(Updated at 11:35 p.m.) For the first time in 15 years, a non-Democrat will sit on the Arlington County Board.
John Vihstadt, a Republican who ran as an independent with the endorsement of the local Republican and Green parties, has won the special election to replace Chris Zimmerman (D) on the Arlington County Board.
Vihstadt captured 57 percent of the vote to Democrat Alan Howze’s 41 percent. Independent Green candidate Janet Murphy and independent Stephen Holbrook each captured about 1 percent of the vote.
“We won the race by a higher margin than my most aggressive expectations,” Vihstadt told supporters at his victory party tonight. “The most exciting and gratifying measure of our victory was that it was north to south and east to west. There really is one Arlington, not two Arlingtons.”
Given that the race hinged largely on the hot-button issues of the planned Columbia Pike streetcar and Long Bridge Park aquatics center, the result is likely to be viewed by many as a voter rebuke of the County Board’s major capital spending projects.
“People want cost-effective, results-oriented solutions on the local level,” Vihstadt said.
Vihstadt touted his “true rainbow coalition” of supporters. Those supporters included all three candidates for County Board in 2012: current Democratic County Board member and fellow streetcar critic Libby Garvey, Republican ARLnow.com columnist Mark Kelly, and frequent Green Party candidate Audrey Clement. Also supporting Vihstadt was Commonwealth’s Attorney Theo Stamos, a close friend of Vihstadt and his wife, Mary.
“It was an easy call for me,” said Stamos, a lifelong Democrat. “He’s a good man and we need to sometimes think outside the box.”
“This is a victory for good government,” Garvey said. “I’m going to get choked up, this is Democracy at its best. This is the way it’s supposed to be.”
“The people have spoken and the County Board needs to listen,” Garvey added.
Vihstadt, whose yard signs were purple to represent a blend of red and blue politics, said he plans to “work in a collaborative fashion to get things done for the county.”
“This was a victory not for one person or one party, but for Republicans, Democrats, Greens, Libertarians and people with no party,” Vihstadt said. “I’m not going to be a captive of any political party, any person, any ideology — I’m going to call issues as I see them.”
Voter turnout today was relatively light, which benefited Vihstadt. With no state or national-level races energizing the Democratic base, its appears that many party-line Democrats stayed home. Total unofficial turnout was 22,209, or about 16 percent of registered voters.
Vihstadt will be the first non-Democrat on the Board since Republican Mike Lane served briefly after winning a special election in 1999. Lane lost in the general election several months later. Similarly, Vihstadt is expected to face Howze again in the November general election, when a U.S Senate and a House of Representatives race will be on the local ballot.
Howze told dozens of his supporters at the Democrats’ election party at Whitlow’s in Clarendon that he continues to believe infrastructure and education investments are the core values of Arlington voters.
“The special election is behind us now, and I look forward to continuing this conversation into November and moving Arlington forward,” he said. “There’s a lot at stake.”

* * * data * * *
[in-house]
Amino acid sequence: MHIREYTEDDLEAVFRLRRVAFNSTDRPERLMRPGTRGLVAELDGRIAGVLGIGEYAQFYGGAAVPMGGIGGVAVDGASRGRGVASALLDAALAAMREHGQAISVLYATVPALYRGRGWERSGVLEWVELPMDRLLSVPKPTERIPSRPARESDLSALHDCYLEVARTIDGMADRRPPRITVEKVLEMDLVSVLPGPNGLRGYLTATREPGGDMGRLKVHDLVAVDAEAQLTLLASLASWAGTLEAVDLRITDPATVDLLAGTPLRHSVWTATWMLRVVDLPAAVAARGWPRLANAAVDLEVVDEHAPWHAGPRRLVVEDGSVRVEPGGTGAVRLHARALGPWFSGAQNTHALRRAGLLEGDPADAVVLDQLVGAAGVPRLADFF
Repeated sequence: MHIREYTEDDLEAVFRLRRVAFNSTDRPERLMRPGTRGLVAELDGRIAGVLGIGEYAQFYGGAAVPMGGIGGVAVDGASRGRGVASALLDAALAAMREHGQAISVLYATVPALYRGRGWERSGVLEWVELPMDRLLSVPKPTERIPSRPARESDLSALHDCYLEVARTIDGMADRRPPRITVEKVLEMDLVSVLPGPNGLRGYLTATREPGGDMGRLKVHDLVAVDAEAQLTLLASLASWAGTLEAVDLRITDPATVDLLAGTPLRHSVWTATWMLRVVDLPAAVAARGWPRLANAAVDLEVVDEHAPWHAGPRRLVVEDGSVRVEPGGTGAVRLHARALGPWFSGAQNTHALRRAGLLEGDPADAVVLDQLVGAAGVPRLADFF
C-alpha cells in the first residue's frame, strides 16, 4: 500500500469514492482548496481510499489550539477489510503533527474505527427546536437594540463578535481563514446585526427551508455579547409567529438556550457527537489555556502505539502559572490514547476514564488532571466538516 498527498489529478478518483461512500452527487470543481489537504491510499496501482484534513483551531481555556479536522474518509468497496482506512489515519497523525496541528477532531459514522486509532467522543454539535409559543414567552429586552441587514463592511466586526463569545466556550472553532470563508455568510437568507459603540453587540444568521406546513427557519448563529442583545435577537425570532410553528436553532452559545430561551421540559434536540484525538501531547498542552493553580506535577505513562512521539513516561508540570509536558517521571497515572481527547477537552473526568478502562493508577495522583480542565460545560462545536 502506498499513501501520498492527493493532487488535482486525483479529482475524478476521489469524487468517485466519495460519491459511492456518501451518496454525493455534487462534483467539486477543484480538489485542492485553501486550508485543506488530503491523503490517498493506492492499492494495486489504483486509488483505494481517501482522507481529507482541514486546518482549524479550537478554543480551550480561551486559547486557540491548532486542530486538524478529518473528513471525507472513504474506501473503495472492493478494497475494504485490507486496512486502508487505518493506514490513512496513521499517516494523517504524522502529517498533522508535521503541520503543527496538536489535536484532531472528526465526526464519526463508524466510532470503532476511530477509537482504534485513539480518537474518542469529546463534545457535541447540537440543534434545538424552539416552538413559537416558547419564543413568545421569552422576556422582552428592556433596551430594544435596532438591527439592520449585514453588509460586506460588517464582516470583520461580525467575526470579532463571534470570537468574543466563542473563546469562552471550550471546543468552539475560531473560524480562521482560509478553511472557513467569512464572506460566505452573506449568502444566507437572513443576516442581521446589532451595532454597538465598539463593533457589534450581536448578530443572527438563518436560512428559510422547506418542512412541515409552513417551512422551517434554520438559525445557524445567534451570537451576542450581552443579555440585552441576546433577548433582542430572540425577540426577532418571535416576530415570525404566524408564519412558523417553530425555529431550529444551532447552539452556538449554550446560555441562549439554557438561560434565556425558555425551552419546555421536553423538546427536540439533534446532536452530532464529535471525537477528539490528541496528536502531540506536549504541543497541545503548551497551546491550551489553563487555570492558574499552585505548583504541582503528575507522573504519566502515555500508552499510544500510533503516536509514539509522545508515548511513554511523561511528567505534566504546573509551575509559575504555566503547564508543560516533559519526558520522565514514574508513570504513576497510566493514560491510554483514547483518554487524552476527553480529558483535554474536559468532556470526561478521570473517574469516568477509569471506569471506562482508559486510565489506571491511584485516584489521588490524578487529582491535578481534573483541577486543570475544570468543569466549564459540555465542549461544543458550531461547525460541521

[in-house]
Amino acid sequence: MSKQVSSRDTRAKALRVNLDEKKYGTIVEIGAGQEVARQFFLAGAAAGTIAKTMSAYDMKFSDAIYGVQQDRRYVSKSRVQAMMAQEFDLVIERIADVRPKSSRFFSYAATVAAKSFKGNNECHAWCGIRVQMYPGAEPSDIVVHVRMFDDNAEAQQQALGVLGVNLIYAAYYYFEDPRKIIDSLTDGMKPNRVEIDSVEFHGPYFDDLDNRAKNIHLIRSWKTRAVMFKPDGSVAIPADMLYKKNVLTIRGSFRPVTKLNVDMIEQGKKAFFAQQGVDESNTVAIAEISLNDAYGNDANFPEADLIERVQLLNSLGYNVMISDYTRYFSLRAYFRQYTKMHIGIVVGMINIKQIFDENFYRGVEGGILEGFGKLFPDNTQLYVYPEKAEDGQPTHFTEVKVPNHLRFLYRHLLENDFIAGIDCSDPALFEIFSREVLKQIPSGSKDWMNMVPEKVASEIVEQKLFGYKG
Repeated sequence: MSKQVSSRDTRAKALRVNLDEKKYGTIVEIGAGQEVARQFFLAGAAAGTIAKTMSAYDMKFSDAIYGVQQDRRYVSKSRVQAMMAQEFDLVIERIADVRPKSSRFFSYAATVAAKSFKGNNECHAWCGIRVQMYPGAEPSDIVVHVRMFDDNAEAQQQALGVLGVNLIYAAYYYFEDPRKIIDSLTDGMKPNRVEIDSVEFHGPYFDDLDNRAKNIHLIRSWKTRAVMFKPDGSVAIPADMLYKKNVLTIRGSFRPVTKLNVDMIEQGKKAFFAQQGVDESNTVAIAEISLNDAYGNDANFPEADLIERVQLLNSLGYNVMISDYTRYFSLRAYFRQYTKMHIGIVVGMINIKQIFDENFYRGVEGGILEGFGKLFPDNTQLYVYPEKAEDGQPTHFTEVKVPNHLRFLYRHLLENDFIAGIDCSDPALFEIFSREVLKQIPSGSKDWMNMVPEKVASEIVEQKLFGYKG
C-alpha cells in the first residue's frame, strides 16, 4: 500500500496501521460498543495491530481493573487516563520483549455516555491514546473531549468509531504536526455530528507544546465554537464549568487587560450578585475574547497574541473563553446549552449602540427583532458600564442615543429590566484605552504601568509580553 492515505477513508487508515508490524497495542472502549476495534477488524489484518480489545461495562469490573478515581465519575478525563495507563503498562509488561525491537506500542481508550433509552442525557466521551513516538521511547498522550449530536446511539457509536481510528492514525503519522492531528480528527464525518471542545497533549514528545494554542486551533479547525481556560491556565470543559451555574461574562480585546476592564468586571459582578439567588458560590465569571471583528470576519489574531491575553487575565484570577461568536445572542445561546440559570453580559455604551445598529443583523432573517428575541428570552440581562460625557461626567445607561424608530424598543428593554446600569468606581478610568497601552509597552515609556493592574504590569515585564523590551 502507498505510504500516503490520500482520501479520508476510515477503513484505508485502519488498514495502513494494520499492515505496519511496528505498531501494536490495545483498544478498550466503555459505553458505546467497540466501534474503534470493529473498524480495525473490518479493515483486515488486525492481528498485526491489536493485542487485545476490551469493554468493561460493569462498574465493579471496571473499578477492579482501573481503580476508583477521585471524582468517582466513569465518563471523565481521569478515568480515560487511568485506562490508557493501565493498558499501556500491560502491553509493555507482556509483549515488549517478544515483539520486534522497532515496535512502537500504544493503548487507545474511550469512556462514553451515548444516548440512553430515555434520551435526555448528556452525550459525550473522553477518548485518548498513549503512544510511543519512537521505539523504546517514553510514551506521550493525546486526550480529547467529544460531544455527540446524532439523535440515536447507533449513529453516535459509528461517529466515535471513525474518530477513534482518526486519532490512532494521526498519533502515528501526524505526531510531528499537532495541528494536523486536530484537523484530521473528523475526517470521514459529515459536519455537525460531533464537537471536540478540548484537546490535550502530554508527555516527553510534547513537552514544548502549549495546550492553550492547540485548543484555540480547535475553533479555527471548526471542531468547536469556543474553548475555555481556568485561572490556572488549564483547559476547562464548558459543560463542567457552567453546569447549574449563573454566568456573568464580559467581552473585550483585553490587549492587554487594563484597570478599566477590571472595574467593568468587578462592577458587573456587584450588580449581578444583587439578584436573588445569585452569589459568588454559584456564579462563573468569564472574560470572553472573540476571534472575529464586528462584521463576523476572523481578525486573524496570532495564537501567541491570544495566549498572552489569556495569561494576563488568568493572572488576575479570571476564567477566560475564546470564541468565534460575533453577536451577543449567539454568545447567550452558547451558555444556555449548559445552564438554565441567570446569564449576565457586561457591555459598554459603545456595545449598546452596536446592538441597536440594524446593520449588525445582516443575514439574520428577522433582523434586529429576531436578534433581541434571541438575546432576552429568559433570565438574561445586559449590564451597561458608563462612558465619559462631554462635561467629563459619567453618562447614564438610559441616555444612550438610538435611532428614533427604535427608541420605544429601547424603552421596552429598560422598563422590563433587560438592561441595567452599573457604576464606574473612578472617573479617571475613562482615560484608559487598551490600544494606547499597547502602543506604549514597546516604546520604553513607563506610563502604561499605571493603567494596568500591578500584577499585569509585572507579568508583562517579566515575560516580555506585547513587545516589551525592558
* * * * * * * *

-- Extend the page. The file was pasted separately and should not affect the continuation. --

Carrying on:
After his remarks, Howze sat down with ARLnow.com to discuss the results. During the conversation, County Board Chair Jay Fisette walked by to offer words of encouragement, telling Howze, “remember, I lost my first election, a special election, in 1993.” Fisette is the longest-serving member of the Board.
“We knew from past special elections that this was likely to be a close race,” Howze told ARLnow.com. “I think voters sent a message with the results of today’s election. Over the next several days and weeks, we’ll look at that… There was an accumulation of frustration with the cost overrun on projects like the Super Stop and Artisphere that led people to express their frustration at the ballot box.”
Arlington County Democractic Committee President Kip Malinosky told the crowd “we have a terrific candidate for November in Alan Howze, but we have a lot of work to do.” Malinosky, looking noticeably exhausted after the special election that began at 6:00 a.m., remained confident in Howze’s chances in the general election.
“Some voters have spoken,” he said. “But many more will speak in November. We are going to continue to listen, to reach out, to engage the community. We will work hard to win in November, because when Democrats vote, we win. We didn’t get enough Democrats to vote.”
Vihstadt told ARLnow.com that some of his top priorities in office will be to establish an internal auditor or inspector general position in county government; to expand participation in county boards and commission; to find ways to save money in the county government; and to collaborate with the School Board on the public school system’s overcapacity problem.
In a show of bipartisanship, Vihstadt’s victory party was visited by the three Democratic County Board members who supported Howze — Jay Fisette, Mary Hynes and Walter Tejada — and by two School Board members — Sally Baird and James Lander.
“We may have different perspectives,” said Vihstadt, “but at the end of the day we’re all working for the common good of Arlington.”
Vihstadt is scheduled to be sworn into office Wednesday afternoon.
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